For many students in the College of Public Health, working “in the field” is an essential part of completing their degree. And fieldwork is about more than just career experience—it’s also about using classroom learning to find creative solutions for real-world challenges. That’s what four social work students did during their placement at the Philadelphia Department of Human Services (DHS), by changing a DHS office from the inside out—literally.
Social work undergraduates Kelly Cush, Dannetta Thomas, Racquel Braham and Ciara Latimer are finishing their eight-month placements at a DHS facility that works with neglected or abused children and their families. They found that the facility’s supervised visitation rooms—often the only place where families are permitted to meet with children in DHS placement care—just didn’t feel like friendly spaces. “The visitation rooms had a very institutional feeling,” says Cush. “The walls were bare, the colors were dreary, and the rooms were unwelcoming to families.” The students say that made it hard for parents and children to interact, which was a big problem: for families with children in DHS care, these supervised visitations are an important part of the process for families hoping to reunite with their child.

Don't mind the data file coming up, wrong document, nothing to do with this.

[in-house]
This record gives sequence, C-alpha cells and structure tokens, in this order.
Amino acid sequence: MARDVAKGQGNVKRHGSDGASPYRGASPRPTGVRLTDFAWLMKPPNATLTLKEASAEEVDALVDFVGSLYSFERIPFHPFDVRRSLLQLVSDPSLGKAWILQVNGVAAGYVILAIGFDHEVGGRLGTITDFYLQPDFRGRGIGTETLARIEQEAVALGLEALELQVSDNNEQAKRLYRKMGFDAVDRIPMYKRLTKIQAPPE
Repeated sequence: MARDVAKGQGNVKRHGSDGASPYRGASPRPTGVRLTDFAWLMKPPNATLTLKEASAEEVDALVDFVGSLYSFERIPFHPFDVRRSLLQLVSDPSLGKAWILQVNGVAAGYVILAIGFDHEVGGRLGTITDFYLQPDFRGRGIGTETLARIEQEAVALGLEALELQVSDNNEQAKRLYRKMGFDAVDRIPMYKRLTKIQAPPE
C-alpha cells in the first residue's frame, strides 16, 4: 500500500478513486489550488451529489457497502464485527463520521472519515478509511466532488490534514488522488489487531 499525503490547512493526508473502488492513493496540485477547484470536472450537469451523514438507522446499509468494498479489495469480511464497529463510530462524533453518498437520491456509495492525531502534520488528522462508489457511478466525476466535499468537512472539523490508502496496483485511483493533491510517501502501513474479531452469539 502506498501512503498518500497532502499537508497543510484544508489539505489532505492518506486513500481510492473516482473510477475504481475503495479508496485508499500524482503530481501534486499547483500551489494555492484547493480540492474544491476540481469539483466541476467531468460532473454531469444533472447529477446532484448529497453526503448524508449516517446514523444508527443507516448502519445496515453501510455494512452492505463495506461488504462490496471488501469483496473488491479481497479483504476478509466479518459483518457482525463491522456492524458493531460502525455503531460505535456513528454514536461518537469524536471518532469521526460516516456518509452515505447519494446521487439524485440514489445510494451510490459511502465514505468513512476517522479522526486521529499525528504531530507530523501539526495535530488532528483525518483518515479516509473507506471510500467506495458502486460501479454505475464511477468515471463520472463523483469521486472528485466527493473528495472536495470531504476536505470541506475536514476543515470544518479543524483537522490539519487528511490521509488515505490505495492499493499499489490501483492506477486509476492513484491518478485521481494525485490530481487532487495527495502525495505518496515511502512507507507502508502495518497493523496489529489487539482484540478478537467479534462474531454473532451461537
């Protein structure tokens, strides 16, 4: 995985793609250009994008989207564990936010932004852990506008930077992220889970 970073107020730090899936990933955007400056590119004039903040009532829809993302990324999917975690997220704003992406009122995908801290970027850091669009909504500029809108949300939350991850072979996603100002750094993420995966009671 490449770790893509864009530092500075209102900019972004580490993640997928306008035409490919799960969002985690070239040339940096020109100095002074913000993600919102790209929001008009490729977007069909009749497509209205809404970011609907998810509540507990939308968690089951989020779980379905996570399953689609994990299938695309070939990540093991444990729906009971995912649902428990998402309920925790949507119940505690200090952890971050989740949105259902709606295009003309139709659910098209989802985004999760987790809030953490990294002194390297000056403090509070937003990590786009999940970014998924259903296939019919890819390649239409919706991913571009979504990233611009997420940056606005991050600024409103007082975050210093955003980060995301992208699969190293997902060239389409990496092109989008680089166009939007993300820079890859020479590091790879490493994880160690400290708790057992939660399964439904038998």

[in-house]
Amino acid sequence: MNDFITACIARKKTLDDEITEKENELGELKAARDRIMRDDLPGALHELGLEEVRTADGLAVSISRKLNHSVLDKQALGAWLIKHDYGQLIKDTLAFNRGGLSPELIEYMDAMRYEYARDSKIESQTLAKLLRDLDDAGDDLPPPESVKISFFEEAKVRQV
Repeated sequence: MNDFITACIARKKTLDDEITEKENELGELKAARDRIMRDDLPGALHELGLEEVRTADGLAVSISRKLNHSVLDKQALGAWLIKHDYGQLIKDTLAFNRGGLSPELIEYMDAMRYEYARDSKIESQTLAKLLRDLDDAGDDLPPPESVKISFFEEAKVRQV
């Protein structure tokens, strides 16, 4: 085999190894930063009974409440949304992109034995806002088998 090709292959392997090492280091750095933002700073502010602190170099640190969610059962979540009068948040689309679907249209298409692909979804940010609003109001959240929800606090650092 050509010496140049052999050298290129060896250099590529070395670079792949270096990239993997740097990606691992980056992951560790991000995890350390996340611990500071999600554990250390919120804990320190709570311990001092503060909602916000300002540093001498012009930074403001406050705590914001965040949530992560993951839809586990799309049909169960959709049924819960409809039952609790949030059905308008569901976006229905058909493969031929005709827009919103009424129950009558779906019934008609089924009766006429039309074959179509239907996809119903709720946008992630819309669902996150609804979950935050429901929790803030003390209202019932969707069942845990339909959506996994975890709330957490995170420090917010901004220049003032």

The students decided to change that by redecorating one of the rooms, funding the project with donations from DHS staff. They repainted the walls in bright colors, then added more comfortable seating, a new bookcase, and activities like coloring books, games and toys. “The room provides the opportunity for families to engage with each other over different activities, and the welcoming atmosphere makes it feel less institutionalized,” says Cush.
Thomas says that the improved room is much better suited for positive family interaction—and in that way, it actively promotes the agency’s goal of reunifying families. “I’ve seen a positive response from both workers and the families,” she says. “Everyone is so appreciative of what we did.”